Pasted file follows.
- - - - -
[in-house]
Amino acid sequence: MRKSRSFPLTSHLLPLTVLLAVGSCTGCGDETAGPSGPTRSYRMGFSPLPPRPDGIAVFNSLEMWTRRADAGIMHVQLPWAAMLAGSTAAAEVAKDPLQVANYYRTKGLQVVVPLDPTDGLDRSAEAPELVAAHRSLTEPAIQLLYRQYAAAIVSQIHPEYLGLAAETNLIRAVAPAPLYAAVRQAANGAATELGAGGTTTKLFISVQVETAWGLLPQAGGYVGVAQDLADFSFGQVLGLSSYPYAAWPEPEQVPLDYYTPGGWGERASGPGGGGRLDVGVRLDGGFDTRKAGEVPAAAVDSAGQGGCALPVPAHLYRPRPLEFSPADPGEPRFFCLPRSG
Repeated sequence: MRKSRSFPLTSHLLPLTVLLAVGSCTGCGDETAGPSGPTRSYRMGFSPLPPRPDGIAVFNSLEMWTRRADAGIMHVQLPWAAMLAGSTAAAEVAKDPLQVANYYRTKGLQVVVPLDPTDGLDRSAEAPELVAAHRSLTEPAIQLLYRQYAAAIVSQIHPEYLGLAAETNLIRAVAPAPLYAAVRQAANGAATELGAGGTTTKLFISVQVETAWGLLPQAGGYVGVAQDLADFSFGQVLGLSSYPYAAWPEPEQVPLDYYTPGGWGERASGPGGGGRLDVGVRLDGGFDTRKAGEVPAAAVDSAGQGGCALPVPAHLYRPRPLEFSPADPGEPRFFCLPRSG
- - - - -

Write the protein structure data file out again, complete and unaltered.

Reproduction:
[in-house]
Amino acid sequence: MRKSRSFPLTSHLLPLTVLLAVGSCTGCGDETAGPSGPTRSYRMGFSPLPPRPDGIAVFNSLEMWTRRADAGIMHVQLPWAAMLAGSTAAAEVAKDPLQVANYYRTKGLQVVVPLDPTDGLDRSAEAPELVAAHRSLTEPAIQLLYRQYAAAIVSQIHPEYLGLAAETNLIRAVAPAPLYAAVRQAANGAATELGAGGTTTKLFISVQVETAWGLLPQAGGYVGVAQDLADFSFGQVLGLSSYPYAAWPEPEQVPLDYYTPGGWGERASGPGGGGRLDVGVRLDGGFDTRKAGEVPAAAVDSAGQGGCALPVPAHLYRPRPLEFSPADPGEPRFFCLPRSG
Repeated sequence: MRKSRSFPLTSHLLPLTVLLAVGSCTGCGDETAGPSGPTRSYRMGFSPLPPRPDGIAVFNSLEMWTRRADAGIMHVQLPWAAMLAGSTAAAEVAKDPLQVANYYRTKGLQVVVPLDPTDGLDRSAEAPELVAAHRSLTEPAIQLLYRQYAAAIVSQIHPEYLGLAAETNLIRAVAPAPLYAAVRQAANGAATELGAGGTTTKLFISVQVETAWGLLPQAGGYVGVAQDLADFSFGQVLGLSSYPYAAWPEPEQVPLDYYTPGGWGERASGPGGGGRLDVGVRLDGGFDTRKAGEVPAAAVDSAGQGGCALPVPAHLYRPRPLEFSPADPGEPRFFCLPRSG